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It’s a tough balancing act. To remain cautious yet have enough confidence to move forward and get things done. With the COVID-19 Omicron subvariants XBB and XBC having already been detected in the Philippines at a time of rising prices, rising interest rates and a strong dollar, the conditions seem ripe for a perfect storm. Yet I feel we need to see things with some clarity.
There is no need to panic, but there’s not much reason to relax, either. We have the brightest minds in the country working to control inflation, and I am sure they are very much aware not to overdo it to a point that it will lead to severe recession. Stagflation – a point where everything is so expensive that people will pull back on spending – will cause the economy to stall. That is why I keep reassuring that the manufacturing sector has enough commodities to last us through the holiday season and through to the first months of 2023, when hopefully the economy has gained enough speed to power through to the rest of the year.
I cannot emphasize enough how important the fourth quarter is to all of us. It is when business momentum dramatically increases. The most obvious manifestation is the brisk activity in moving retail goods and the higher sales of food and beverages. Behind this activity, there is so much more going on. Manpower requirements also increase during the holiday season as more people are hired to man the stores and the restaurants, more workers are needed to make the holiday hams and cakes. It’s a multiplier effect that affects and benefits every Filipino.
Up the line, the fourth quarter is so important for all negosyos because it is a chance to improve cash flow. If businesses make money in the last three months of the year, they will have enough momentum to cross over to 2023 and start again. The confidence the holiday builds cannot be understated, especially given the unstable economic situation in the world brought about by the conflict in Russia and Ukraine.
On the health front, I am glad that the Department of Health has been responsive. I am told that they have been discussing the bivalent vaccines since August, and have set in motion the necessary actions to get them for the population. Last week I wrote a letter to DOH OIC Dr. Rosario Vergeire with some suggestions on how the private sector can contribute to protecting the population through bivalent vaccines. I am happy to report that Dr. Vergeire has expressed that the government welcomes the help of the private sector. I am also thankful that the government has decided to veer away from a sectoral rollout and will make vaccinations open to all. These are important developments as they show that we are learning from our experiences and are now better equipped to handle a pandemic.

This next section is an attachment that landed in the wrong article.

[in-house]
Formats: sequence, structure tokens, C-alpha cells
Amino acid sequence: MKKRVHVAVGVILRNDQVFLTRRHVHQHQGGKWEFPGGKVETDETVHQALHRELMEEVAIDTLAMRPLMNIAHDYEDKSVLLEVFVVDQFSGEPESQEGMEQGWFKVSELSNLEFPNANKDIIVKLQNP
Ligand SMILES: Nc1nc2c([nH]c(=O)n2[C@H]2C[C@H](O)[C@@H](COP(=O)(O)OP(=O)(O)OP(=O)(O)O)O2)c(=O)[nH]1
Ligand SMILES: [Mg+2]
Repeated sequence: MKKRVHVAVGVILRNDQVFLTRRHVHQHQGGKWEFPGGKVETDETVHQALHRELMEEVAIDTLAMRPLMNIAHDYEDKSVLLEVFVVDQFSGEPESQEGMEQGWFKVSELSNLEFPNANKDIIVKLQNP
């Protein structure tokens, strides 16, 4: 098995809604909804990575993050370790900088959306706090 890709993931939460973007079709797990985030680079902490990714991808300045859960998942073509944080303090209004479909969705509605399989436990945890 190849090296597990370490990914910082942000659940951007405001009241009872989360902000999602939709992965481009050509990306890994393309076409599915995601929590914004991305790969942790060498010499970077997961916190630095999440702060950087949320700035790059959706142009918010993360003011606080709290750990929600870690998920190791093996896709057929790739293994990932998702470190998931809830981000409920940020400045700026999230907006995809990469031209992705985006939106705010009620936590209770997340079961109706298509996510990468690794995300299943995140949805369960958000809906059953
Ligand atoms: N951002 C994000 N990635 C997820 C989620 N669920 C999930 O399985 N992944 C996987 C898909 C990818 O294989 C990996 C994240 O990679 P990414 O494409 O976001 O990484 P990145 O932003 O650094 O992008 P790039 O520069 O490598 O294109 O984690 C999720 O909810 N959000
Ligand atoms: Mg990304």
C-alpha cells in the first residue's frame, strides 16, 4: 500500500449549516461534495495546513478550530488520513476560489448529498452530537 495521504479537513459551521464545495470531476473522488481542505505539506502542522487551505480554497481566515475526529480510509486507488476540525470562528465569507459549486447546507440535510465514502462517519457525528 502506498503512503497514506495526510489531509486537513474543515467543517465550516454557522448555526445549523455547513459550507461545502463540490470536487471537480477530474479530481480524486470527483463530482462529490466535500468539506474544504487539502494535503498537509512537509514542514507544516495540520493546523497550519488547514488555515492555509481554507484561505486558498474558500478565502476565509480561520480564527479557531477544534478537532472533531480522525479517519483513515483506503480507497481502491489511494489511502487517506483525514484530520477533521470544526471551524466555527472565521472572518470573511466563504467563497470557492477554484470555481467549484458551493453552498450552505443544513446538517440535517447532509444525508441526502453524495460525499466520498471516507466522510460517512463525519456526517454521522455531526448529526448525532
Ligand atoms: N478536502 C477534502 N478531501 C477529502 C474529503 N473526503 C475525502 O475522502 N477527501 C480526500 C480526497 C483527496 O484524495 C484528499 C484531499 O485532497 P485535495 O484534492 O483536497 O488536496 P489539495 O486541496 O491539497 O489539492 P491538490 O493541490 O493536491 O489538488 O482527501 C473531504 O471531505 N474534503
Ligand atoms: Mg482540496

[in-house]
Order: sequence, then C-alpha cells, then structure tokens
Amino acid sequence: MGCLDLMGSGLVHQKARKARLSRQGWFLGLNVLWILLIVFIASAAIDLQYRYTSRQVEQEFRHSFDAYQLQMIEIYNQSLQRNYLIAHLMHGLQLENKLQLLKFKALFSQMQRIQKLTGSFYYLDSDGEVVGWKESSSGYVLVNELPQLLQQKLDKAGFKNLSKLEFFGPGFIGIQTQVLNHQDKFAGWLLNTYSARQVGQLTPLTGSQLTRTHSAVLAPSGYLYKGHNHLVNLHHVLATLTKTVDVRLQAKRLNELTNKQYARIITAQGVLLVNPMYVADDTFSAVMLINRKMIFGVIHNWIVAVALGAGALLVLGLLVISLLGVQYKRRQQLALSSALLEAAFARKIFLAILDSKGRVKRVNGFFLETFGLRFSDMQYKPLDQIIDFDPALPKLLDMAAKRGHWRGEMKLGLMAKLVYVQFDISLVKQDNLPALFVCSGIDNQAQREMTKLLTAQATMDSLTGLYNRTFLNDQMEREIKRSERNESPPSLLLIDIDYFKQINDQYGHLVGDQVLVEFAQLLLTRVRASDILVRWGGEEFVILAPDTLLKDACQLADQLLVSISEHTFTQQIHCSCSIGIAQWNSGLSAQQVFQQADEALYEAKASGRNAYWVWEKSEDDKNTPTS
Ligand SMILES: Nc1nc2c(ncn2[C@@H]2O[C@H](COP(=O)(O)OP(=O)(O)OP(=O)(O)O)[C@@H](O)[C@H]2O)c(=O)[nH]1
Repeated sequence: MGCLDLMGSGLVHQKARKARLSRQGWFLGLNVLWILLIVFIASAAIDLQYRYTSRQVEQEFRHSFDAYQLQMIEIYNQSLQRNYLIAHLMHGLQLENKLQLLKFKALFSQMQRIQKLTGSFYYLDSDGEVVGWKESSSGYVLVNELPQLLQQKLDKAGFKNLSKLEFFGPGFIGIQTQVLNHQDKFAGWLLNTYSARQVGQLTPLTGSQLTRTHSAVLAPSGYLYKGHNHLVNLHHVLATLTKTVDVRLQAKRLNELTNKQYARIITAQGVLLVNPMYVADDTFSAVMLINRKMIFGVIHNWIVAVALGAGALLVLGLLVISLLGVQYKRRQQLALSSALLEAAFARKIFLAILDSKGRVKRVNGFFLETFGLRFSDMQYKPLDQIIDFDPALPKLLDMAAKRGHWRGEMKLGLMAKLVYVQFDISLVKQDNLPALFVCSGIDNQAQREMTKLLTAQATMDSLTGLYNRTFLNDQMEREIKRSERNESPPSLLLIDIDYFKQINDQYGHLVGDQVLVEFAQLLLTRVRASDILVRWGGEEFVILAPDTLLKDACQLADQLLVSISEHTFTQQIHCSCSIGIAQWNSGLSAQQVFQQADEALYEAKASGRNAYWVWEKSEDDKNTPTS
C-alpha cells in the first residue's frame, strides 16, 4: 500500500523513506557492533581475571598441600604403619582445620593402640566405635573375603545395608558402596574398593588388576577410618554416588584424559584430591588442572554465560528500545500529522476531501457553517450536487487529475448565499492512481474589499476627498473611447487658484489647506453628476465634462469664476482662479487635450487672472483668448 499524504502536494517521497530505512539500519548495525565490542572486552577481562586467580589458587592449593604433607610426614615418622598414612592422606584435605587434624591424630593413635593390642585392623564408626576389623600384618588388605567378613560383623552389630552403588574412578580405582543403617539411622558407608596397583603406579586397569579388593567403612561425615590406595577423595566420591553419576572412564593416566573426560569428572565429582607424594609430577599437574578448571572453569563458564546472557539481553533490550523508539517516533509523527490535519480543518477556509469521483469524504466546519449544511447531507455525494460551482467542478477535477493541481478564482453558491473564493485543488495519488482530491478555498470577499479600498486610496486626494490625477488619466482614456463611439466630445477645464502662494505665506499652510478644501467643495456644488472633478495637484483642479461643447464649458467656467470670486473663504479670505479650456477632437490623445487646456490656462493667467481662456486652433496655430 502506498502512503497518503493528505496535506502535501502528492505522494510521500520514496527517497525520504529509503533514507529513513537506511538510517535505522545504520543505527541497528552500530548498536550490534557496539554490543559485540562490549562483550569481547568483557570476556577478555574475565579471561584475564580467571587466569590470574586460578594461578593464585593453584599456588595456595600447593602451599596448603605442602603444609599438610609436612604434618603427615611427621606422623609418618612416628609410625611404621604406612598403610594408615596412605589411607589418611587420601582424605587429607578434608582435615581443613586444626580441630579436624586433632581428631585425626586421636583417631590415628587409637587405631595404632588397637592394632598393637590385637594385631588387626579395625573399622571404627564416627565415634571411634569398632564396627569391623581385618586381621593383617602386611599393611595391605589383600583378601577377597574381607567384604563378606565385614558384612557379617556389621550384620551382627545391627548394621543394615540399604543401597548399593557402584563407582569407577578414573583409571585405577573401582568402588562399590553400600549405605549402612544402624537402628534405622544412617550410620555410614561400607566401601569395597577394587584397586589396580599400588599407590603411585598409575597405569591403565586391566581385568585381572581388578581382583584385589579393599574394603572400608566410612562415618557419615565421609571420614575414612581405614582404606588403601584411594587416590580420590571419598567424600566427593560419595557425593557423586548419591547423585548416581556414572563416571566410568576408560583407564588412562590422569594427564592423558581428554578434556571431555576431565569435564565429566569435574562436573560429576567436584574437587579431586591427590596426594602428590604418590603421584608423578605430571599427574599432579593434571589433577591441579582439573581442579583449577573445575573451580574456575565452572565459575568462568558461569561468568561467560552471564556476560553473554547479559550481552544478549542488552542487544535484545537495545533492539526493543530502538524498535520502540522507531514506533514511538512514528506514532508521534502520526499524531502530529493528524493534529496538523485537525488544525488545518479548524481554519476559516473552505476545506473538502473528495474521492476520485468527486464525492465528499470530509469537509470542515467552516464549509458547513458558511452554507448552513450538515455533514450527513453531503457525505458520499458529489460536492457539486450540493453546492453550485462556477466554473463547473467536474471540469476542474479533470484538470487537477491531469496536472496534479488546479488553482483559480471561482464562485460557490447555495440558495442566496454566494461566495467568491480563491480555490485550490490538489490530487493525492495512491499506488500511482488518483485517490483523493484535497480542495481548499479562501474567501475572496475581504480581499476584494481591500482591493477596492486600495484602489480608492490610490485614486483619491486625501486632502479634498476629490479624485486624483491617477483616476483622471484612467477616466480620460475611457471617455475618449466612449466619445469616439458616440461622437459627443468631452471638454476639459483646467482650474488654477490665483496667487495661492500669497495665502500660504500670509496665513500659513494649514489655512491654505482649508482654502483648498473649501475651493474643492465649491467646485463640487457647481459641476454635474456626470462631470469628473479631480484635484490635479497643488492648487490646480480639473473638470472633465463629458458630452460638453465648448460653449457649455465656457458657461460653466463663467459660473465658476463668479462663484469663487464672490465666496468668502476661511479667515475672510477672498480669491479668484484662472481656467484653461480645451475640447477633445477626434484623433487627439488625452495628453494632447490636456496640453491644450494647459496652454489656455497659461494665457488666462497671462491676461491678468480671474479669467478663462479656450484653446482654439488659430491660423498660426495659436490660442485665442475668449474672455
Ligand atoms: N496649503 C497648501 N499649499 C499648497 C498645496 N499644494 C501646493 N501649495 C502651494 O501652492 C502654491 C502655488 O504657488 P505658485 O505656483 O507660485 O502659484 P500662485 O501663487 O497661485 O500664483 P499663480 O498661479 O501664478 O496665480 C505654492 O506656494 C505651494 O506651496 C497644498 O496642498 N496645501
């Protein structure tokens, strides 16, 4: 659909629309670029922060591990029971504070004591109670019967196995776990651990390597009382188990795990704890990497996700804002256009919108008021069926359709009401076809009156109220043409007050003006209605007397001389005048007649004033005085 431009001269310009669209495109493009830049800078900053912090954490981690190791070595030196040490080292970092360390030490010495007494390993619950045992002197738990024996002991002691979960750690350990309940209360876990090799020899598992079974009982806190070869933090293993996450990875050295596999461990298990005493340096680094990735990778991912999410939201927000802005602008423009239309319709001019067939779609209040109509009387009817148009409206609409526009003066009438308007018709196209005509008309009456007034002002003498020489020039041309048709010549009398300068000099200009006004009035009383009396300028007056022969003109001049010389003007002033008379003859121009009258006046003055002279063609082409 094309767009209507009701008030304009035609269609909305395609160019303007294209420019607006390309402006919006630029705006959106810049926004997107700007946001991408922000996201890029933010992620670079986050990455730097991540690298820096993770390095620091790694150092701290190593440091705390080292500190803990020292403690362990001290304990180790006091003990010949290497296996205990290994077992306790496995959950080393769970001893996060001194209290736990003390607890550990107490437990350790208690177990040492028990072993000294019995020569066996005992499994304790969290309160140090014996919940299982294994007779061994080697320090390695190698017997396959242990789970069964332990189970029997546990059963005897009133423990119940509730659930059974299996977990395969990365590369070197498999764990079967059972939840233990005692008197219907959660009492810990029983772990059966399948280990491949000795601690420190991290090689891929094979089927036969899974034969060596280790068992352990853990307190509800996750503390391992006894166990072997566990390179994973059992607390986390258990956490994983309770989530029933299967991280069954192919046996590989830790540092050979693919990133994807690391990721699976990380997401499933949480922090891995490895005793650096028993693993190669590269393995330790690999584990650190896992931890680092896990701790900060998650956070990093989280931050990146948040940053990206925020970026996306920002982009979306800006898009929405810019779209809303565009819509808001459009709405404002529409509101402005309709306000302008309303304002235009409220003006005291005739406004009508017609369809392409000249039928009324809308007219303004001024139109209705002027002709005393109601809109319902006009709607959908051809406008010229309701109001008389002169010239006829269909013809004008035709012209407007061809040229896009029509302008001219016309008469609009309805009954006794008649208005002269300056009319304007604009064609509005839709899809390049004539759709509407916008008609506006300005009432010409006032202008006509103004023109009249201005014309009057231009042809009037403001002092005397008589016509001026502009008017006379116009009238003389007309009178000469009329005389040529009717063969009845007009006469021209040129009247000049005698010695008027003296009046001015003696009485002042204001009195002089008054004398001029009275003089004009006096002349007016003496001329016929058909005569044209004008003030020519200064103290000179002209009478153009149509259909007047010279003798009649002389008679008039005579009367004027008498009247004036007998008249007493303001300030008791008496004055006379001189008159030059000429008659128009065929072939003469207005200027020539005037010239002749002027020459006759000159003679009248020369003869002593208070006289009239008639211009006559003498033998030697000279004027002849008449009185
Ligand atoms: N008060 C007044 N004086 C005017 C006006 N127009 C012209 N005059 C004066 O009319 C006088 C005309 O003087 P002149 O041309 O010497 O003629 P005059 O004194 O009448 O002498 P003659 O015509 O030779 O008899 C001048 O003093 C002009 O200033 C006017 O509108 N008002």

This is important because if there is anything that we can glean from the data on severe illnesses and deaths from recent COVID-19 variants, it is that high death rates happen in areas with low vaccination rates. Vaccines do not prevent infection but they do save you from severe illness and death.
The Omicron subvariants XBB and XBC variants are coming mostly from outside of the highly vaccinated NCR. Moreover, the highest mortality rates from XBC seem to be from the under- or unvaccinated areas such as the BARMM.
What we can also glean from the data so far is that natural immunity remains robust from the previous surges. What I am learning from the experts who are closely following this development, is that they are surprised that both new variants – the XBB and XBC – have been in community circulation in the Philippines for at least a month, and that many of those detected with the variants have already recovered. In highly vaccinated Singapore, the XBB surge seems exponential. The Philippines is either underreporting its cases, or its population has acquired natural immunity. Either way, we can only hope that it will not result in having so many severe cases that our hospitals will be swamped.
Hospitals getting overwhelmed appears to be the concern now, not because we lack the facilities but more because it reveals a deeper problem: our lack of nurses. I have said in an interview that the Philippines stands to gain so much if only it creates the right conditions to produce and keep our nurses. Filipino nurses are regarded with much respect overseas. Needless to say, they are also in high demand. There is so much opportunity for education and skills programs that can help more of our countrymen get the needed training to supply this overwhelming demand.
On a broader scale, we need to upskill the Filipino worker and respond to the kinds of workers the world needs, which is right now in the healthcare sector but may yet expand to other emerging fields. Our educational system must be able to fulfill that demand so our OFWs will also scale up to higher-paying work.
So you see, there is truth to the saying that every crisis presents an opportunity. We can be sulking at home and saying that everything is hopeless and we might as well surrender to the panic. Then, truly, you will fulfill that destiny if you think that way because you’ve already lost the battle even before you started fighting. The optimistic person is the one that will succeed in a crisis.